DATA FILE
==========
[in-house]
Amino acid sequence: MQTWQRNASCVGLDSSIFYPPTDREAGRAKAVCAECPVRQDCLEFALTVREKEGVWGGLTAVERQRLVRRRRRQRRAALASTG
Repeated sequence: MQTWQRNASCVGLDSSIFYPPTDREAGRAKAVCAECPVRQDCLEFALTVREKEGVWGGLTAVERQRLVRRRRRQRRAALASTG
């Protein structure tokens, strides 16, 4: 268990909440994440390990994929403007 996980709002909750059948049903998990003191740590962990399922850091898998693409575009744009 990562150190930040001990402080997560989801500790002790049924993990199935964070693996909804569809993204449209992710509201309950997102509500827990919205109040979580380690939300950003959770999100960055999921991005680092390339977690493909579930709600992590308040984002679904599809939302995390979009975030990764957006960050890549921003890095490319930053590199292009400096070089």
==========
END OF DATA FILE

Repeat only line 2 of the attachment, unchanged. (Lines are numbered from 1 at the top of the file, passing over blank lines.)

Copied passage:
Amino acid sequence: MQTWQRNASCVGLDSSIFYPPTDREAGRAKAVCAECPVRQDCLEFALTVREKEGVWGGLTAVERQRLVRRRRRQRRAALASTG